Ask most anyone who Connecticut’s statewide office holders are and they typically blurt out the names of the governor and our two U.S. senators – or maybe the lieutenant governor, which I’ve always argued is a useless office that should be abolished anyway.
But aside from the governor and his LG, there are four other constitutional officers elected in their own right: attorney general; treasurer; comptroller, and; secretary of the state. As you might expect in a state with few prominent Republicans to speak of, every officer is a Democrat.
Part of me likes the fact that they are all independently elected and not appointed by the governor to do his bidding. It has been refreshing, for example, to watch comptroller Kevin Lembo differ with then-Gov. Dannel Malloy’s administration on budget numbers and deficit projections, or mount a campaign for government transparency that annoys the executive branch.
But for every Lembo, it seems there are twice as many constitutional officers who use their offices to promote a political agenda. On one level, this is not surprising because people who run for office are, you know, politicians.
Perhaps the worst offender was Sen. Richard Blumenthal, the former AG who paraded around the state for 20 years looking for cameras and microphones, acting as the equivalent of Connecticut’s consumer watchdog and eyeing evil corporations as his targets du jour. Fortunately, after going to Washington, Blumenthal was replaced by George Jepsen, who, as I wrote six years ago, preferred to “work behind the scenes and use the law as a guide instead of reading public opinion polls and suing everyone in sight.”
It is now evident that after eight blessed years of a dutiful and workmanlike performance, Jepsen opted last year not to run for re-election and has been replaced by another politician, William Tong, looking for publicity and surely eyeing higher office.
Now we can add to that list the man who replaced treasurer Denise Nappier, Shawn T. Wooden. As I have pointed out in the past, Nappier was not without problems, especially in her last few years. Unfortunately, however, Wooden – a lawyer and former Hartford city councilor – has walked predictably down the path cleared by Blumenthal.
In his first major initiative since taking office in January and with the seventh anniversary of the Newtown massacre fast approaching, Wooden held a press conference to announce that he is seeking to have the state disinvest about $30 million in state employee pension funds from five civilian gun manufacturers. Wooden termed investments in those companies “a risky proposition.”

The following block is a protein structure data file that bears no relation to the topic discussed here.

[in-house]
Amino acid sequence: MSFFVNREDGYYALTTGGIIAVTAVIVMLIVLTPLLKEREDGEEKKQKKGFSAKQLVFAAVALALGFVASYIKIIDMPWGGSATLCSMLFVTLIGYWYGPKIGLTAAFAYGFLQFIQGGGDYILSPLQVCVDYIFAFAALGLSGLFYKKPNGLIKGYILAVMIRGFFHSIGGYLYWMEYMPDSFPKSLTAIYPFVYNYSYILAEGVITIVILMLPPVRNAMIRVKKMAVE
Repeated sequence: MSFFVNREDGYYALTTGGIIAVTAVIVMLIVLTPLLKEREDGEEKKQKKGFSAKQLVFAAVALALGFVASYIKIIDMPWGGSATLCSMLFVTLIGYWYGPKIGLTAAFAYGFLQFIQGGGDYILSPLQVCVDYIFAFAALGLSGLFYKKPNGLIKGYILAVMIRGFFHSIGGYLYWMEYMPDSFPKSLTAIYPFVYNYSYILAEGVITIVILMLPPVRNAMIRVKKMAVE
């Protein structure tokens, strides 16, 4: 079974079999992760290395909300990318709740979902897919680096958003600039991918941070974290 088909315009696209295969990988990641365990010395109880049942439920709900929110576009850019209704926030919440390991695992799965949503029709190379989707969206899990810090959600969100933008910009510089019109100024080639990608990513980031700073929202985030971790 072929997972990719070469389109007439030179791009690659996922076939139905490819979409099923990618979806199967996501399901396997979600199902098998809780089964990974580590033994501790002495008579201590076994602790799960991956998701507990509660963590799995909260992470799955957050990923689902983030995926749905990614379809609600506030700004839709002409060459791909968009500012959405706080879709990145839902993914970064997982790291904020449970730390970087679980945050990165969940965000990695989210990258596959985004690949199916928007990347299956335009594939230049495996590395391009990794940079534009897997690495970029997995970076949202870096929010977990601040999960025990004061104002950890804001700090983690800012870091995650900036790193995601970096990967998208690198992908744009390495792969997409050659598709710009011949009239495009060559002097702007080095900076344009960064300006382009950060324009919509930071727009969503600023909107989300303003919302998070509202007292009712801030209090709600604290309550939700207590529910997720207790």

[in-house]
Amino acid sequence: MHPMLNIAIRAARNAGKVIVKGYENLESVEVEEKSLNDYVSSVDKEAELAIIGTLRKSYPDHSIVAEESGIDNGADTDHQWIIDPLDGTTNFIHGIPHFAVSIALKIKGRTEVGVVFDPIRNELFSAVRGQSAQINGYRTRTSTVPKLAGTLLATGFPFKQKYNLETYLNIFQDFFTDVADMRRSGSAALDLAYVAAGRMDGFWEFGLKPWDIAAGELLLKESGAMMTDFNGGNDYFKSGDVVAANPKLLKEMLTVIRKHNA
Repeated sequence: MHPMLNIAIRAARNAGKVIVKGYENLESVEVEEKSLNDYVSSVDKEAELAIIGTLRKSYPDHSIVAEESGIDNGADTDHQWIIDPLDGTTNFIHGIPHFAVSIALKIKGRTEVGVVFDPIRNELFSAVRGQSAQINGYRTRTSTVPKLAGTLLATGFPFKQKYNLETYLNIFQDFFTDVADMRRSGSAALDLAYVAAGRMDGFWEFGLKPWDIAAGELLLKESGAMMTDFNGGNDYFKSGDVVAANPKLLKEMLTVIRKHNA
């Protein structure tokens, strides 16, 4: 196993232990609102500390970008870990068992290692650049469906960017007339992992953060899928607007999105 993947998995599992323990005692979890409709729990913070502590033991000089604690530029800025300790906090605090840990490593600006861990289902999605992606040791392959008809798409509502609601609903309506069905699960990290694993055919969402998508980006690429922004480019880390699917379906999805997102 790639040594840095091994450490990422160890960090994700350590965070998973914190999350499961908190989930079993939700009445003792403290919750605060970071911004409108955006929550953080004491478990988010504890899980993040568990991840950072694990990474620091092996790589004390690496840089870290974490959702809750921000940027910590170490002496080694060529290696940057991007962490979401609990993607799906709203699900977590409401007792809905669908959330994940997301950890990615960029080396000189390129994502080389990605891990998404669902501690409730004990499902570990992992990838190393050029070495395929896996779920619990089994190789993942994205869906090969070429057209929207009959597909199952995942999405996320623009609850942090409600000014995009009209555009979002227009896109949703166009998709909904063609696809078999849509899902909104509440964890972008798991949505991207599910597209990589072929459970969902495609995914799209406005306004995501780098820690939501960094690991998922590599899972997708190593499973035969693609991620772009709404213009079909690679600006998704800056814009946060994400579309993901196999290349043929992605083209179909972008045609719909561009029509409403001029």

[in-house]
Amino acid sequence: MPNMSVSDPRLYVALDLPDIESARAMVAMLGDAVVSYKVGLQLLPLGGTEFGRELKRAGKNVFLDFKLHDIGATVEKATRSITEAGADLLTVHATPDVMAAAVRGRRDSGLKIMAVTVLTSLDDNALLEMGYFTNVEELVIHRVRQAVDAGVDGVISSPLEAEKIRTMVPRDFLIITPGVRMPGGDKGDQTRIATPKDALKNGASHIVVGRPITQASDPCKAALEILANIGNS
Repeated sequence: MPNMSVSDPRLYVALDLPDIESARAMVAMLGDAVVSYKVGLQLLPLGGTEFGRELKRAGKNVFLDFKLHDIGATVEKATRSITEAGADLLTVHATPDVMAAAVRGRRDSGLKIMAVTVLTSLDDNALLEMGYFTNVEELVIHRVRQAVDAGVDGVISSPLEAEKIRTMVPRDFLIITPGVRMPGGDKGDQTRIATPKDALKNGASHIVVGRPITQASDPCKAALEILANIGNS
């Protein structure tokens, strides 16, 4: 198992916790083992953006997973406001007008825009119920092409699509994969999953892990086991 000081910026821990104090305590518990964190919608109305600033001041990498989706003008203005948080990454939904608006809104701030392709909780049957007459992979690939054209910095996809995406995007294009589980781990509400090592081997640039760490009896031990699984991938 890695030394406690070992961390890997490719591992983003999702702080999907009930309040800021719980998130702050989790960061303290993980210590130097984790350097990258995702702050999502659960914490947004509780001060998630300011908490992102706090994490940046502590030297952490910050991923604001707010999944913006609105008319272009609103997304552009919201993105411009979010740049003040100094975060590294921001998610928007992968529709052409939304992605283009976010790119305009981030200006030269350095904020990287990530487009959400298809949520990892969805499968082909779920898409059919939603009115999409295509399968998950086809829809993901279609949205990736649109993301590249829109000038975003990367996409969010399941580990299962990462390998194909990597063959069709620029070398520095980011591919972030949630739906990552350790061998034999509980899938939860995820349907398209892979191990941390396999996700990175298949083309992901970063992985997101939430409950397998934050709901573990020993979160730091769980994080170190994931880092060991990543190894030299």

Let it be said here and now that Wooden is a smart guy who worked for 21 years as an investment lawyer. Except for presiding over Hartford’s near-bankruptcy as city council president, he appears qualified to be state treasurer.
But Wooden, the politician who lost his own cousin to gun violence, may have done a disservice to taxpayers and pensioners with this divestment move. His Republican opponent in last year’s election, my neighbor Thad Gray, penned an op-ed last week for The Mirror entitled “Guns and Poses.”
Gray said Wooden’s “decision demonstrated dangerous overreach at the expense of public pension fund beneficiaries and Connecticut’s economic well-being.” Gray added that two of the companies targeted by Wooden, Daicel and the defense contractor Northrop Grumman, “have no apparent connection with the manufacture or distribution of civilian weapons.”
It’s no secret that Connecticut is heavily reliant on defense contractors for revenues and jobs. Corporations like General Dynamics, Lockheed Martin, and United Technologies, which own Electric Boat, Sikorsky, and Pratt & Whitney, respectively, are enormous players in the state’s private-sector economy.
Wooden’s move, Gray said, “sends a dangerous message to other defense contractors that Connecticut is not a good place to do business.” Gray also pointed out the apparent hypocrisy in Wooden’s silence on the Malloy administration’s multi-million-dollar aid package to Bass Pro Shops, which actually SELLS firearms, to build its 150,000-square-foot store in Bridgeport. Wooden is on the board of Connecticut Innovations, which proposed the $22 million financing package, and Gray could find no record anywhere of the now-treasurer’s opposition to the Bass deal.
It’s a pretty good bet that Wooden’s move was made less on the basis of sound investment policy than on the publicity it would generate. Last Sunday, Wooden pulled the Connecticut equivalent of a Full Ginsberg, appearing on all three Sunday political talk shows (Face The State, Face The Facts, and The Real Story) to explain his scheme.
The conservative Waterbury Republican American newspaper blasted Wooden in an editorial last week, headlined, “Guns and money: Mr. Wooden’s overreach.” [registration required] Wooden responded in a guest op-ed in the paper, calling the editorial’s assertions “ridiculous.”
Forgive me, but that word could better be used to describe Wooden’s divestment scheme itself. One activist accompanying Wooden at his news conference said in support of the initiative, “We need to tackle gun violence from every angle.”
Except there’s one small problem with that. Tackling gun violence is not in the treasurer’s portfolio. In happier days, we left that to our elected officials in the legislature and the governor’s office. Those days are gone for good, apparently.
Contributing op-ed columnist Terry Cowgill lives in Lakeville, blogs at CTDevilsAdvocate.com and is managing editor of The Berkshire Edge in Great Barrington, Mass. Follow him on Twitter @terrycowgill or email him at email@example.com.
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